Viii


ABSTRACT


CHAPTER


INTRODUCTION


a S a aXl


Motivation


Examining


Critical


Point


Methane


. 1


CHAPTER


HISTORICAL


OVERVIEW


. a. 5


First Thought
Background
Critical


point


action


from


sotherm


studies


Critical


point


location


from


sochore


studies


Criti
Speed
Point


point
Sound


location


from i


Probe


sobar


the


studies
Critic


CHAPTER


THEORY


Wave
Acou


Mechanics


stics


Acoustic


Spectrum Analys


CHAPTER


EXPERIMENTAL


Procedure
Initial


Attainment
Data Acquisition
Calibration


Loading
f System


* a a a
S S S


Criti


* a a a a a a
* a a a a a a
* S C a p 5 S a


Density


a a a a a a a a a a a


S1










48


Transducers


System RTD Placement . . .
Bellows Construction Detail


CHAPTER


RESULTS


Spherical Resonator
Acoustic Spectra
Data Manipulation
Curve Fitting


* a a a
* a a


Critical pressure
Critical temperature
Thermodynamic Surface


* a a a a a a a
a a a a a S a a
* a a a a a a a a a


CHAPTER 6


DISCUSSION
The Critical Point of Methane


* a a a S a a a
* a a a a a a


Gas Impurity
System RTD


Heis


Pressure Gauge


Precision of Technique


Personal Note

REFERENCE LIST


BIOGRAPHICAL SKETCH
















LIST OF TABLES


Table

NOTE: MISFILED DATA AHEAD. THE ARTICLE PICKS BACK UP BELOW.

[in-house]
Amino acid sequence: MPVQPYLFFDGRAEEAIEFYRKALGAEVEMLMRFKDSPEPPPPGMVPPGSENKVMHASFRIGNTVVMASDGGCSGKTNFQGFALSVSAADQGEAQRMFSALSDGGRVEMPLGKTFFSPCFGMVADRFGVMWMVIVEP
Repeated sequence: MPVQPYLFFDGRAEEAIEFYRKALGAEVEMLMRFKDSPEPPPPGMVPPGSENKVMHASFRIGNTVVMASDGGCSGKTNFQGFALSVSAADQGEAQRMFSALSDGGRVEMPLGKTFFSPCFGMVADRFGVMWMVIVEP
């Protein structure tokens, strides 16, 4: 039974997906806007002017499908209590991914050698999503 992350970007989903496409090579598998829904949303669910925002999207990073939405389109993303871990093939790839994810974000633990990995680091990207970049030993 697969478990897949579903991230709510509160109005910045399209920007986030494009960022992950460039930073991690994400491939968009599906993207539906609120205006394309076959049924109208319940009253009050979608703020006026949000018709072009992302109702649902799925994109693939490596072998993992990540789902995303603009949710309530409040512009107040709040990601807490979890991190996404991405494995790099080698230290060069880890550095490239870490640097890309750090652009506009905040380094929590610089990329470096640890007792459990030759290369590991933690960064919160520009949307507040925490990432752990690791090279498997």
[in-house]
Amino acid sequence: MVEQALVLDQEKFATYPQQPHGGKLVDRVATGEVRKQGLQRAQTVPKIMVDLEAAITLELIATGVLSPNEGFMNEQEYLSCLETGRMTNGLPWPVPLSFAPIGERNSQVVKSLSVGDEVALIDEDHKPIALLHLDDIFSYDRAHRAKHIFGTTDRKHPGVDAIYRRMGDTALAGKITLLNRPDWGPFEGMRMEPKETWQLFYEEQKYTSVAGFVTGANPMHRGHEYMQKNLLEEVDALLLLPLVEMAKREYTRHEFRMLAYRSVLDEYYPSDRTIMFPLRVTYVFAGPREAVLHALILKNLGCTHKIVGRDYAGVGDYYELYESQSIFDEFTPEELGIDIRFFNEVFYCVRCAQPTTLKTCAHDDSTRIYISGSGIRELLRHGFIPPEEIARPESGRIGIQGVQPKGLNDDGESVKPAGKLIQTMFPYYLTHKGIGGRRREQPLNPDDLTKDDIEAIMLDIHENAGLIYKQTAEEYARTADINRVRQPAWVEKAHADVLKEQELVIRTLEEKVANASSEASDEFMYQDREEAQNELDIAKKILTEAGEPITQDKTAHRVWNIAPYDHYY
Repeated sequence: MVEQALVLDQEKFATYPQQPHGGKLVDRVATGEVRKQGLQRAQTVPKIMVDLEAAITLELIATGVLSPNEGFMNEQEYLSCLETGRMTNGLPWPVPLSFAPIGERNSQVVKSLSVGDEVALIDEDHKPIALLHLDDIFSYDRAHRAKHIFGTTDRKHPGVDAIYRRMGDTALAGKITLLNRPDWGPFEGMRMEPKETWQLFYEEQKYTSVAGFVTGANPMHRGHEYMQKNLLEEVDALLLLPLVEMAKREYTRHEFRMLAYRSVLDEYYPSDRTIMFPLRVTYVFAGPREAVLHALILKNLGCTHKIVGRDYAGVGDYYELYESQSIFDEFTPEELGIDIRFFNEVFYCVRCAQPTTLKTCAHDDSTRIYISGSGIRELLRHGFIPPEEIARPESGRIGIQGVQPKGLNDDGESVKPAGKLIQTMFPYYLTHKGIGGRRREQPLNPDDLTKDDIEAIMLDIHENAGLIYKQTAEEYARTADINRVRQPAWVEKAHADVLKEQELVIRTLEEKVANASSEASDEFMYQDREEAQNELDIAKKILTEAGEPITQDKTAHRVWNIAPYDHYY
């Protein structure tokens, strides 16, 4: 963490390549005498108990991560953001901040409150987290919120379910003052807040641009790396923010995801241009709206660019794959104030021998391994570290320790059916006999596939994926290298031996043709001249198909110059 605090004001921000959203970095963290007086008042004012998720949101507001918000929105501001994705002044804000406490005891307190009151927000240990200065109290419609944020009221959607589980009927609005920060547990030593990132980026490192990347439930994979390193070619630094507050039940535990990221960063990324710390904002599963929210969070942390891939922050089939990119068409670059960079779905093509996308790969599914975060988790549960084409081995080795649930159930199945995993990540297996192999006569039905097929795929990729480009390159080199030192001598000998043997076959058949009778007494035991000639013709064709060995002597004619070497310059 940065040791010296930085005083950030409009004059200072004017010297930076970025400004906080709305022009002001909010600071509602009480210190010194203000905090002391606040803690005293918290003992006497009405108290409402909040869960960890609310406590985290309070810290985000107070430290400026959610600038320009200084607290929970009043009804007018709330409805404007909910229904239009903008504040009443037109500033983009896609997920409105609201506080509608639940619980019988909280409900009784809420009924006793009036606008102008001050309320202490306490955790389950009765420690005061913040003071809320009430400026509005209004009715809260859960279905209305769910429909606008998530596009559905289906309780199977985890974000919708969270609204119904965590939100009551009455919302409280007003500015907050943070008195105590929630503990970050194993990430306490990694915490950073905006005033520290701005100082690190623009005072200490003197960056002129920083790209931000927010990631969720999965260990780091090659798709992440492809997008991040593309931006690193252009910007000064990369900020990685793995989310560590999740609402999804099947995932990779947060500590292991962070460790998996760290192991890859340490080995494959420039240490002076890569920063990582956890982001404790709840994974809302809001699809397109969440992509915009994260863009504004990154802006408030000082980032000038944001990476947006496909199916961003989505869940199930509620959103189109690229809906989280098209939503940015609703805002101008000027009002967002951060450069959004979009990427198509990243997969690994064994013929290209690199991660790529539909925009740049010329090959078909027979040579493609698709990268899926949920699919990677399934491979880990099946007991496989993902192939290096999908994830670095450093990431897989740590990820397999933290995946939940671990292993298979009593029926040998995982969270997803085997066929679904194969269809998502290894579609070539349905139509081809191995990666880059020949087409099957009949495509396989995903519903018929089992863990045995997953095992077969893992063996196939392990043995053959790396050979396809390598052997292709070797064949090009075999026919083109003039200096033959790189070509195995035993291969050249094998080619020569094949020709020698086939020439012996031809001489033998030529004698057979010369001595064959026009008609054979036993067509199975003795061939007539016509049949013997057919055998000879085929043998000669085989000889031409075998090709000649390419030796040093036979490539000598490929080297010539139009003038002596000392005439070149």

3-1. ei, eigenvalues
function of order m.


spherical


Besse
* S t


Table 4-1.


Instrumentation Summary.


S54


Table 4-1.


Table 4-1.


(continued)


(continued)


55


56


Table


5-1.


System


dependent


variables


fitted to experimental data.


equation
. 80


Table


6-1.


Methane critical point parameters


found in


the literature.
















LIST OF FIGURES


Figure


2-1.


Typical P,


and T


associated two dimensional pi


surface construct
ots. .


Figure


2-2.


Pressure-volume isotherms of carbon dioxide


in the critical region.


Figure


2-3.


Pressure-temperature


isochores


in the critical region.


of benzene
.* .


Figure


2-4.


Determination


critical


point


hydrogen from measurements of the liquid density pi
and gaseous density p . . .


Figure


3-1.


Acoustic


spectrum


methane


from


spherical cavity,


(three inch radius)


Figure


3-2.


Typical detail of individual gas resonance


frequencies,


(excerpts from fig.


3-1)


Figure 4-1.


Figure 4-2.


Experimental apparatus schematic.